Introduction to Hindu Philosophy–Vedanta and Samkhya

Tutor: Dr Nick Sutton
Start date: 7 October 2018
Enrolments still open!

£95

In this course, we look at Vedanta and Samkhya, two of the six Indian philosophical systems that are recognised as orthodox because they accept the Veda as revealed scripture. We begin with a brief look at all six of the systems before considering Vedanta and Samkhya in greater detail. These two still have the most relevance today, and this would apply to Vedanta in particular, although Samkhya is still highly significant for reasons that will become clear as the course progresses.

COURSE DETAILS

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  1. Andreas Mahringer
    5 out of 5

    Highly professional course, where you get a real good basic knowledge on Samkhya and Vedanta with many inputs to continue studying afterwards by yourself.
    The chaotic mass of information and scripts on this matter is being structured and organized properly and allows us students to really go in depth into the subject.
    100% recommendable.

    Introduction to Hindu Philosophy–Vedanta and Samkhya

  2. Albert H.
    5 out of 5

  3. Lashanna Small

  4. balkaran maharaj
    5 out of 5

    It is insightful and gives different perspectives on this subject, however what really stood out is Nick’s knowledge and bravery to correct the wrong theories about the history of the Hinduism, for example the Aryan concept being purported by many in the western world. All points to Nick and his team for bringing to the fore what I would call -the real history that defines a Hindu. Well done !!!

    Introduction to Hindu Philosophy–Vedanta and Samkhya

  5. Frances Westmore
    5 out of 5

    I learnt so much – it was exactly what I hoped to find. The cost was really accessible for me and the quality of the course and materials was very high. A very happy customer.

    Introduction to Hindu Philosophy–Vedanta and Samkhya

Session One: An Introduction to Advaita Vedanta

We begin our study with the Advaita school of Vedanta. We pay particular attention to the teachings of Shankaracharya.

Session Two: The Life and Works of Shankaracharya

There are said by some sources to be ten biographies of Shankaracharya. Of these, only five seem to exist today, the best known of which is called the Shankara Digvijaya, written by Madhava Vidyaranya in the fourteenth century.

Session Three: The Teachings of Shankaracharya

We look at Shankaracharya’s ideas. These are largely built upon the teachings of the Upanishads, on the aphorisms of the Vedanta Sutras, and on the writings of earlier acharyas, most notably Gaudapada.

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Session Four: Ramanuja and Visishtadvaita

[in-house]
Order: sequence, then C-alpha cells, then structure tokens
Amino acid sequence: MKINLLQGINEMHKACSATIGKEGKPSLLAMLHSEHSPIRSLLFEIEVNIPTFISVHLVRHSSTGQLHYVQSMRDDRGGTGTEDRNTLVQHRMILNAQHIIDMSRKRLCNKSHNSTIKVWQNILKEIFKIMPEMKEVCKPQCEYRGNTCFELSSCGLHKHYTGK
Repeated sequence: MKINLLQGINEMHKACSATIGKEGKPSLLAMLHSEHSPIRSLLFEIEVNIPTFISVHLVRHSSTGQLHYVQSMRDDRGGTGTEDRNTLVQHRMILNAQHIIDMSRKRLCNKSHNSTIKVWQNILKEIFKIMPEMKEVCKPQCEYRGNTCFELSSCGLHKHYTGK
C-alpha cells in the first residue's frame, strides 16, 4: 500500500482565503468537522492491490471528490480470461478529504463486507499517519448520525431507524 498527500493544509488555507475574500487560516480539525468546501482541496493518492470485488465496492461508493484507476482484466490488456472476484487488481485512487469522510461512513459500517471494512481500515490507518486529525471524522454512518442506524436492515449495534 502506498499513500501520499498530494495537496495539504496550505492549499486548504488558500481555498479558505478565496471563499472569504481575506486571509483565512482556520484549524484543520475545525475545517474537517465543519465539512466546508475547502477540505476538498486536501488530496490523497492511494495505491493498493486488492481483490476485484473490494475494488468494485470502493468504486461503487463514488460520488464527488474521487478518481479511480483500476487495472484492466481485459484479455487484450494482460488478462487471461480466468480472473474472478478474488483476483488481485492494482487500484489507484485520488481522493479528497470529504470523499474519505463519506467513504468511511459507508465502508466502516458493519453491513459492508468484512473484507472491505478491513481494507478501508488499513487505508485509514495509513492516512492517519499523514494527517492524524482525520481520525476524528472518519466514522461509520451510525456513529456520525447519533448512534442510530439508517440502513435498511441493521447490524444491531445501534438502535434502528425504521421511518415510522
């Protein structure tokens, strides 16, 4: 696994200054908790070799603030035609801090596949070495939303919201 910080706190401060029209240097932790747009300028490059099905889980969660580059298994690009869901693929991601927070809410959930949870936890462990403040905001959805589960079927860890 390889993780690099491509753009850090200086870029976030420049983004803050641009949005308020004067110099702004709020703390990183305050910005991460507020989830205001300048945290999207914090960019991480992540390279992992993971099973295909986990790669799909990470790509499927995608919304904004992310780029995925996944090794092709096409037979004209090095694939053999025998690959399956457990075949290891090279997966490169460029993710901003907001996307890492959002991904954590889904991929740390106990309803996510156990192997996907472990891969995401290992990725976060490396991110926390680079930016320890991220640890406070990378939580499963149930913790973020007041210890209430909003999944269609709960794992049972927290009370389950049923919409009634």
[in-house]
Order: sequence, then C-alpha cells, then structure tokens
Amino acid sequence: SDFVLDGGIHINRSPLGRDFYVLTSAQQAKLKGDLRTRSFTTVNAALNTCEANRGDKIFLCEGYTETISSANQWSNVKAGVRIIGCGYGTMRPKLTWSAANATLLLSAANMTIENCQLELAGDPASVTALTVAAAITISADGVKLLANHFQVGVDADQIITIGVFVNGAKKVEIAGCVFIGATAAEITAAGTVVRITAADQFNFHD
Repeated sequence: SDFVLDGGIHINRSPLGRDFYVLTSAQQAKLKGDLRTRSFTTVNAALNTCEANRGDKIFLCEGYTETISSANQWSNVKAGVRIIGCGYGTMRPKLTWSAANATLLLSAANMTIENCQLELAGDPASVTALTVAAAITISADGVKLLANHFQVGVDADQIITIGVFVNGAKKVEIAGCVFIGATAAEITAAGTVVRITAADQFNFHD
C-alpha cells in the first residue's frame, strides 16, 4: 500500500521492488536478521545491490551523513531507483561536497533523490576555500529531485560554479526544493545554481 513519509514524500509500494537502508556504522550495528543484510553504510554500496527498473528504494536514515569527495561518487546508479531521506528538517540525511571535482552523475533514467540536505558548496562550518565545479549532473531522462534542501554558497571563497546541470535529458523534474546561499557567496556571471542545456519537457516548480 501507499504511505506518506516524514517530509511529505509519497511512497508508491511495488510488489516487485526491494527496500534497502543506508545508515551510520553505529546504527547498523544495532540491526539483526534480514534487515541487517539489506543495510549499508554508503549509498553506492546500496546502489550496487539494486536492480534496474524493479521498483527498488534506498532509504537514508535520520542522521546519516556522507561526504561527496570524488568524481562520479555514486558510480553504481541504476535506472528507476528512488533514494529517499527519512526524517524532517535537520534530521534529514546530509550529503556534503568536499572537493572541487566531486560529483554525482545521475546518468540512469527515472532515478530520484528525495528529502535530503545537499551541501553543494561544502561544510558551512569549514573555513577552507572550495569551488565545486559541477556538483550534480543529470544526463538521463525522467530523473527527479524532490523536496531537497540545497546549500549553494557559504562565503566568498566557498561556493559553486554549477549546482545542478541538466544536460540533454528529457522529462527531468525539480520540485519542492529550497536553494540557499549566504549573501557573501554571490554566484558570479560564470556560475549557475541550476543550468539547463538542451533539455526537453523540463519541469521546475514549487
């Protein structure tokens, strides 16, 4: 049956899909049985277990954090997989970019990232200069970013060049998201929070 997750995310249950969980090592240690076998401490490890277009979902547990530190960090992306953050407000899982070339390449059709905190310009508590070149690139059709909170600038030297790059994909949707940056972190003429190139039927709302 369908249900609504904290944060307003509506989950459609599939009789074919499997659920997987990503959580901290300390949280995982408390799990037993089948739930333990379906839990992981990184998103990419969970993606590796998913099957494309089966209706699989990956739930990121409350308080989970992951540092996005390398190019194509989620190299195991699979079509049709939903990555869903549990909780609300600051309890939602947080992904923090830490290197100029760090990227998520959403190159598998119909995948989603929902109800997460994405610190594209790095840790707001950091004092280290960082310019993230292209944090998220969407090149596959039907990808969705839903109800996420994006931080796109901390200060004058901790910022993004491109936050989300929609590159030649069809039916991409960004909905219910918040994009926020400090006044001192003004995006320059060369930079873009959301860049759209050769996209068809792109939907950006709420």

In this session we are going to look at another of the main schools of Vedanta, the Visishtadvaita (visishta advaita). This is generally associated with the work of Ramanujacharya, a Tamil Brahmin teacher who lived in the South of India in the 11th century AD.

Session Five: Madhvacharya and the Dvaita Vedanta

The contribution of Madhvacharya to the overall system of Vedanta is too often minimised or overlooked altogether. We take a look at his work and its relevance.

Session Six: Understanding Samkhya

There are few today who would identify themselves as adherents of the Samkhya system of religious philosophy. However, this was not the case in the past when Samkhya appears to have rivalled Vedanta. We might classify Samkhya, along with Vaiseshika and Nyaya, as an interesting ancient phenomenon but no longer of any great relevance to the contemporary Hindu tradition. To do so would, however, be a mistake, for despite there being few overt manifestations of Samkhya, it continues to have a significant influence over Indian religious thought.

Session Seven: The Samkhya-Karika

For this second of our two sessions on Samkhya we focus on a close reading of the Samkhya Karika, which is widely accepted as the principal text outlining the ideas of the Samkhya system.

HOW IT WORKS

Course delivery is 100% online

Seven weekly sessions

Study in your own time

Your tutor is available by email and forums

You can communicate online with your fellow students

All course materials are delivered via the web

Student forums with tutor participation

Recorded lectures available in video and mp3 format

Lecture notes available online and as pdf

Audio interviews with specialists in Hindu Studies at Oxford University

Supplementary materials taken from the Oxford Centre for Hindu Studies teaching and research programme

Assessment is optional and is on the basis of successful completion of a single essay of 2000 words, with the exception of Introduction to Sanskrit which is assessed on weekly course work.

Courses can be completed in as little as seven weeks. There is a final deadline for essays of twelve weeks from the beginning of the course.